Angela Page, Folk DJ Extraordinaire.


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On July 5, 2009,  a dream ticket of Folk music notables will join hands and raise voices on behalf of  one of their greatest fans and staunchest supporters:  Angela Page, Folk DJ Extraordinaire.

For thirteen years, Angela Page worked for the Liberty Middle School in a leaking library.

In 1991, a week before the school’s official opening,  the Liberty School Board was informed that water was leaking into the building from the library’s roof.  The District placed buckets above the ceiling tiles to catch the incursions and for the thirteen years that Angela was the librarian,  the buckets remained.  They were still in place when the National Institute for Occupational Safety & Health (NIOSH) issued its negative health assessment in 2005.  (See:  2005 NIOSH report of its findings.)

In short,  the underlying water problem was never effectively addressed during Angela’s tenure with the District and by 2004,  after suffering prolonged exposure to mold gases, she found herself in the nightmare world of  neurotoxicity.  (After you read about neurotoxicity, you might wonder as I have whether  Angela represents a horrible kind of “canary in the mine.”)

She fought to work and live with her illness.  She sought out  medical specialists and the resultant  testing and treatment protocols have been extremely expensive.  Despite  NIOSH (2005 NIOSH report) urging employees to, “Seek physician treatment of health symptoms related to the school environment, report health symptoms related to the school environment and to immediately report water leaks or incursions to school facilities personnel,”  the Liberty School District responded to Angela’s  plight by launching  employment termination proceedings against her.  With  her health deteriorating, after more than twenty years of service,  she was forced to fund a legal defense against the District’s  charges of incompetency. (See:  New York State Education Department §3020a hearings.)

When the Liberty School Board fired Angela, questions were raised by the public and in the press concerning the ethics and humaneness of the decision.  Nonetheless, in one felled-swoop, Angela lost both her job and critical health insurance coverage.  Her only recourse was to seek relief from Workers’ Compensation and thus began a treadmill of court hearings, doctor depositions, constant delays, appeals and orders to consult yet more medical professionals.

For more than two of the past five years, Angela has lived with  no income. To date, the school’s insurers have paid only a tiny fraction of her expenses.  By law, even when  Workers’ Compensation hearings end favorably, the worker’s  income is capped. Angela’s cap was set at $400 per week and from that pittance,  attorney fees are deducted. Though more recent caps are higher,  workers whose rates were established at an earlier time do not benefit from those increases.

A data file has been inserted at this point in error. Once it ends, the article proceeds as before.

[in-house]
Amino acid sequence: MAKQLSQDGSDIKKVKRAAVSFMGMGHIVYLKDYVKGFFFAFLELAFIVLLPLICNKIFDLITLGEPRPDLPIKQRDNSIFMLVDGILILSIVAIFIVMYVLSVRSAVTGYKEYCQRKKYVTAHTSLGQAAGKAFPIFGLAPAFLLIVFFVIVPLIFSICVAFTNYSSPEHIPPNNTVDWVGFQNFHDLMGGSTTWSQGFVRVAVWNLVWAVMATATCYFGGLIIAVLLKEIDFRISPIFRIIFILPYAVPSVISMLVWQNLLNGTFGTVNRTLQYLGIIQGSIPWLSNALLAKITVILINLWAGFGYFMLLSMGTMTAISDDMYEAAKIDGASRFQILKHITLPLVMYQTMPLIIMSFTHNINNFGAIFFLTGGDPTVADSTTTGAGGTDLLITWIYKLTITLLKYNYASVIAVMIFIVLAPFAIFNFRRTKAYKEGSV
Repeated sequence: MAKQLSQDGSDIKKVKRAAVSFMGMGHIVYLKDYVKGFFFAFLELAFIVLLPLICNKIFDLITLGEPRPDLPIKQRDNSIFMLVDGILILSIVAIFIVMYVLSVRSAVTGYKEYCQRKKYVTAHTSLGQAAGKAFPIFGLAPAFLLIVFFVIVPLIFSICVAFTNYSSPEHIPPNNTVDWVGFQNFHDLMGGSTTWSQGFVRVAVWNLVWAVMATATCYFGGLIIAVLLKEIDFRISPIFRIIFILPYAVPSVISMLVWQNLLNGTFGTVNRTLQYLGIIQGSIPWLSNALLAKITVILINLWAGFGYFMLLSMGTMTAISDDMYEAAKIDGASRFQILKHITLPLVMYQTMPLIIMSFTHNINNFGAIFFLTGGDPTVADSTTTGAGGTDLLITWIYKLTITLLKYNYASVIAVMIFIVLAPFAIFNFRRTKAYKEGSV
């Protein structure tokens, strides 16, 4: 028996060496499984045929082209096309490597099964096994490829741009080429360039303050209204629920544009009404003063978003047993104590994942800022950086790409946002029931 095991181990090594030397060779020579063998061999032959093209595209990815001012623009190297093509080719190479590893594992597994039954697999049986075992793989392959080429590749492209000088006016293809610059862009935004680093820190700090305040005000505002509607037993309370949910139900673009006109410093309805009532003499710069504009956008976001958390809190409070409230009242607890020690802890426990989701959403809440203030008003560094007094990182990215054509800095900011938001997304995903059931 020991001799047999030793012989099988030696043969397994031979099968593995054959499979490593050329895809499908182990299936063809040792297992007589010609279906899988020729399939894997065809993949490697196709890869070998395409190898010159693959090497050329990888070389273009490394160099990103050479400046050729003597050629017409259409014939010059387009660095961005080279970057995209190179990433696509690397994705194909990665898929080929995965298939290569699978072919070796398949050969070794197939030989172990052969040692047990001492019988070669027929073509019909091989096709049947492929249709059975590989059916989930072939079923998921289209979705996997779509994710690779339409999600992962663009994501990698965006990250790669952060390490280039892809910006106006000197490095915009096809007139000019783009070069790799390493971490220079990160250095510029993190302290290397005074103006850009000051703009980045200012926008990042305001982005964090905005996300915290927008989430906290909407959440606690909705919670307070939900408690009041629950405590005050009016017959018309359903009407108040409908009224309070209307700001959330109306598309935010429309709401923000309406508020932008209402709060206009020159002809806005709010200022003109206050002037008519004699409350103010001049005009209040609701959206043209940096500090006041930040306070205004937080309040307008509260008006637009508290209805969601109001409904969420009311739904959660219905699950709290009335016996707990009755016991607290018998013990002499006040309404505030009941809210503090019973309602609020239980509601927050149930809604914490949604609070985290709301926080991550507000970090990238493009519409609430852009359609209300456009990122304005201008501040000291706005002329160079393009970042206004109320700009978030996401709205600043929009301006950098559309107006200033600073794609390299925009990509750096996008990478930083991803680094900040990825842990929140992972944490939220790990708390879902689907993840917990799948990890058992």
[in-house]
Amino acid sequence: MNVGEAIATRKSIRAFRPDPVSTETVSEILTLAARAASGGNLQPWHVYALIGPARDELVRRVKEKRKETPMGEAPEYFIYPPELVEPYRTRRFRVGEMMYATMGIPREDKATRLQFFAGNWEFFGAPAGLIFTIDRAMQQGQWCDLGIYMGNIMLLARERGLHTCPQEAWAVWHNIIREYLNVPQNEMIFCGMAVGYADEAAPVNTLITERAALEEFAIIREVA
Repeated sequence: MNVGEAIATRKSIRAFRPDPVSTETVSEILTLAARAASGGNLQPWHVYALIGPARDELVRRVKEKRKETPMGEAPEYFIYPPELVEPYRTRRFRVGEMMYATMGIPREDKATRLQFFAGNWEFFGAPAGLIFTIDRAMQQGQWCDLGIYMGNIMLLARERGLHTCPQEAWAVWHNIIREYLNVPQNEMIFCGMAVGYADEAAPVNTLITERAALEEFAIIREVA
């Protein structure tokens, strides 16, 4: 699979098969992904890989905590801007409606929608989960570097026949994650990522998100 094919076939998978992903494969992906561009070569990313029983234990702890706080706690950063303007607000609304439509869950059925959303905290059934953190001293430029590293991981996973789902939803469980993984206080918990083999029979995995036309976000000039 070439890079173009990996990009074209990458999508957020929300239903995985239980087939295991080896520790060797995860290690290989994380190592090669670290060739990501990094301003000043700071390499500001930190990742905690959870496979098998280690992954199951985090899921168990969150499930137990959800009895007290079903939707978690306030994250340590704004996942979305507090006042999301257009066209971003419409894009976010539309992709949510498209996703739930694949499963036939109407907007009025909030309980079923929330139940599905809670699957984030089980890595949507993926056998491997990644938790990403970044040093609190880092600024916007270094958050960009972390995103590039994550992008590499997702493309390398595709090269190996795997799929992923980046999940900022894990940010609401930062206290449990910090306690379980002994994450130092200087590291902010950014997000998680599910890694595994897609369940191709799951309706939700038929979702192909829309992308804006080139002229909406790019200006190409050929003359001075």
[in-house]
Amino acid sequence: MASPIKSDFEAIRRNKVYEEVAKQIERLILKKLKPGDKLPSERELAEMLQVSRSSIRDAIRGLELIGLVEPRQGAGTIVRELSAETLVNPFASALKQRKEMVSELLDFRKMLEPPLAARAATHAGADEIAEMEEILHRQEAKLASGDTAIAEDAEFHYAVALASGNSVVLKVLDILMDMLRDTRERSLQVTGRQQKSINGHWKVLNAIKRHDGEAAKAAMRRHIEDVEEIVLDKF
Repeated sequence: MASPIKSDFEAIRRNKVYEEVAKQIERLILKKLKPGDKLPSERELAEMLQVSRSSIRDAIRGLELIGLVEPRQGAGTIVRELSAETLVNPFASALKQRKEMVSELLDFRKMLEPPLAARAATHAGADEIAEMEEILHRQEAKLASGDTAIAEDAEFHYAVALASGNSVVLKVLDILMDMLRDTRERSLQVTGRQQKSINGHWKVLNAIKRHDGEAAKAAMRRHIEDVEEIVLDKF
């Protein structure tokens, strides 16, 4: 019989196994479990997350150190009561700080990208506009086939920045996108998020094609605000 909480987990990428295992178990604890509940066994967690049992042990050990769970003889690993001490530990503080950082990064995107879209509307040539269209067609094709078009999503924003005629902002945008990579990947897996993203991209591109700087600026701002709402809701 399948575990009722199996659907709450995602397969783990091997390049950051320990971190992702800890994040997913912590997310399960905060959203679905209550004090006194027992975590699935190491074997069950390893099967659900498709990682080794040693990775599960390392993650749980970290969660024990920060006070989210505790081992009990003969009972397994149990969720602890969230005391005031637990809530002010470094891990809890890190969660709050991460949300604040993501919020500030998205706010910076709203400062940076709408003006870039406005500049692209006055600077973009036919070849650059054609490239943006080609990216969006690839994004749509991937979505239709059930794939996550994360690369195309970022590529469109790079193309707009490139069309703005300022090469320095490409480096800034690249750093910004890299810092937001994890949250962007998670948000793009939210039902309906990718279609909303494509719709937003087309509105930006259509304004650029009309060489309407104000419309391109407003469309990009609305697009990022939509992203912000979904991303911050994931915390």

Having met the statutory requirements to explore all other legal remedies, Angela filed suit in The US District Court.  She charged that The Liberty School District  discriminated against her on the basis of her disability. If the case proceeds as most of this sort do, it will  be lengthy and debilitating.

Angela’s  life has been turned inside out.  Due to Multiple Chemical Sensitivities, she must live in a chemical-free environment.  She only travels or goes into  public when she can exercise control over the environment she’s entering.  Her Valentine’s Day wedding was broadcast over WJFF so friends and family could join the celebration without risking Angela’s health.  (For more information on Angela’s illness and legal battles, go to Liberty School Mold and to School Mold Help which have a large number of articles.)

Though embarrassed by her  loss of financial independence, Angela “is very grateful for the farmers, friends and family who have bridged financial gaps. I’d rather be struggling financially with these friends and family that I have, than wealthy without them.”

On Sunday, July 5, 2009, bring the family to The Beaverbrook Rod & Gun Club on Dexheimer Road in Narrowsburg, NY for a day of celebration and great music.

Visit Jill’s Kitchen for event details, performers, ticket information and to help out  the day of the event.  Jill Padua says,  “20-25 volunteers will be needed for shifts at the “gate,”  CD sales, parking, set-up and clean-up. You’ll get to enjoy music all day and I’ll feed you a meal!  Please call Jill at 845-252-3043 if you can help us to help Angela. Thank you.”

You can also visit CottageWorks Events & Calendar for updates and to volunteer via our Swaps, Barters & Freebies page.

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